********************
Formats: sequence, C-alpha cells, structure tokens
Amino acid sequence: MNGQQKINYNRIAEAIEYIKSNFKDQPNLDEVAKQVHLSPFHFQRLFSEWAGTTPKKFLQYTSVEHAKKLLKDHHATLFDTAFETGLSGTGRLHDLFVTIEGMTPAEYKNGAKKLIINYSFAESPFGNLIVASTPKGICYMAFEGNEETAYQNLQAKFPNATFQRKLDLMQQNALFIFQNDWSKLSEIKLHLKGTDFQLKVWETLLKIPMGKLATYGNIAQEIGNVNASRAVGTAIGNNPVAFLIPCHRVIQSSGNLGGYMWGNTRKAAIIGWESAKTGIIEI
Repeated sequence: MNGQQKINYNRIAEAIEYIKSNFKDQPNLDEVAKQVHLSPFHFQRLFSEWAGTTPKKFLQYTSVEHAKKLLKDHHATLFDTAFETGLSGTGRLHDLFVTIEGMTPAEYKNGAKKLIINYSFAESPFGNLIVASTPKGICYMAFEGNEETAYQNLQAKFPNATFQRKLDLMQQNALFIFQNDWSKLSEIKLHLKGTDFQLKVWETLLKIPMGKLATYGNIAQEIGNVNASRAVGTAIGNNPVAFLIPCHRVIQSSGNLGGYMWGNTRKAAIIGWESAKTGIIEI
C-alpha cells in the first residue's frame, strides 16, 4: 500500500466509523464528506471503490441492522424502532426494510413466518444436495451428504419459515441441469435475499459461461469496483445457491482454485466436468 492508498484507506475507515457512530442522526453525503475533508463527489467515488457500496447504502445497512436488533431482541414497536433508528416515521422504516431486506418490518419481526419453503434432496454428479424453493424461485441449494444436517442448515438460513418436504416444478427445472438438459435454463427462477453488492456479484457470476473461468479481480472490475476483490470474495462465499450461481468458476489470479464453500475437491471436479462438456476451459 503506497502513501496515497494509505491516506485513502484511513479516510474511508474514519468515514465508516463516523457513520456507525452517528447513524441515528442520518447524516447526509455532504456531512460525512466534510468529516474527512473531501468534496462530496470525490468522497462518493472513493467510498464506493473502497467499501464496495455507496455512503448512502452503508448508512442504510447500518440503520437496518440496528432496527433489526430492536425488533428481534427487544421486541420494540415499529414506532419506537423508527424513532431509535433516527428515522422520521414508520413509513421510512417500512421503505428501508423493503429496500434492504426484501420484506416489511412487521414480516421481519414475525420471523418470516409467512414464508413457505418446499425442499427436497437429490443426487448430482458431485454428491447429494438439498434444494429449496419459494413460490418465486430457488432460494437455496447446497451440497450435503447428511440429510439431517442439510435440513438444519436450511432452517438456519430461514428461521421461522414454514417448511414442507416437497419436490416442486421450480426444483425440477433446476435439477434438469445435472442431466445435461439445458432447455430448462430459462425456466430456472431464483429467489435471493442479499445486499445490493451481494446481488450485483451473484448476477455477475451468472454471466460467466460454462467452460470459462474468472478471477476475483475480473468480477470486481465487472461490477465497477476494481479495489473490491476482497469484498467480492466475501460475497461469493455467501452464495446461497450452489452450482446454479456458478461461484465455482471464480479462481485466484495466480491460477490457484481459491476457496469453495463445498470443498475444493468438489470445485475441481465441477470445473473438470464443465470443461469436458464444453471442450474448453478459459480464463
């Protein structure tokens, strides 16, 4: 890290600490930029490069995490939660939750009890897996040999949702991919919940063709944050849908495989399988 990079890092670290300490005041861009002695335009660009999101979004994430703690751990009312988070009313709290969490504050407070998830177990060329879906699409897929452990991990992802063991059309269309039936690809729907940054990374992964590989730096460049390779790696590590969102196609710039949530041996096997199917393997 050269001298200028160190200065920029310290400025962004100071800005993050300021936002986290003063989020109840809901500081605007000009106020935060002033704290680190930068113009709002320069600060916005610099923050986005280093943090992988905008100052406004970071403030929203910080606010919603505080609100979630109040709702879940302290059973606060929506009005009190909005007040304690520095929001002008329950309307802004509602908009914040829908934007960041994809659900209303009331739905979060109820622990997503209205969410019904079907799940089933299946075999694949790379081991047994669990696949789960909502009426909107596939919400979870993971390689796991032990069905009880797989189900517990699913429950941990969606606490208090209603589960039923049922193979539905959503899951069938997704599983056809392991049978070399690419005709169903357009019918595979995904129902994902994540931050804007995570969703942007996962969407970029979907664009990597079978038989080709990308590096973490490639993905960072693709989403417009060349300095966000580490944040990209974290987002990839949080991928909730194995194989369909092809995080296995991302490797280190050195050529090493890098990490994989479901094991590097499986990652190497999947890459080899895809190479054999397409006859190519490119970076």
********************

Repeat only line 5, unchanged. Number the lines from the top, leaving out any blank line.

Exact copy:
């Protein structure tokens, strides 16, 4: 890290600490930029490069995490939660939750009890897996040999949702991919919940063709944050849908495989399988 990079890092670290300490005041861009002695335009660009999101979004994430703690751990009312988070009313709290969490504050407070998830177990060329879906699409897929452990991990992802063991059309269309039936690809729907940054990374992964590989730096460049390779790696590590969102196609710039949530041996096997199917393997 050269001298200028160190200065920029310290400025962004100071800005993050300021936002986290003063989020109840809901500081605007000009106020935060002033704290680190930068113009709002320069600060916005610099923050986005280093943090992988905008100052406004970071403030929203910080606010919603505080609100979630109040709702879940302290059973606060929506009005009190909005007040304690520095929001002008329950309307802004509602908009914040829908934007960041994809659900209303009331739905979060109820622990997503209205969410019904079907799940089933299946075999694949790379081991047994669990696949789960909502009426909107596939919400979870993971390689796991032990069905009880797989189900517990699913429950941990969606606490208090209603589960039923049922193979539905959503899951069938997704599983056809392991049978070399690419005709169903357009019918595979995904129902994902994540931050804007995570969703942007996962969407970029979907664009990597079978038989080709990308590096973490490639993905960072693709989403417009060349300095966000580490944040990209974290987002990839949080991928909730194995194989369909092809995080296995991302490797280190050195050529090493890098990490994989479901094991590097499986990652190497999947890459080899895809190479054999397409006859190519490119970076």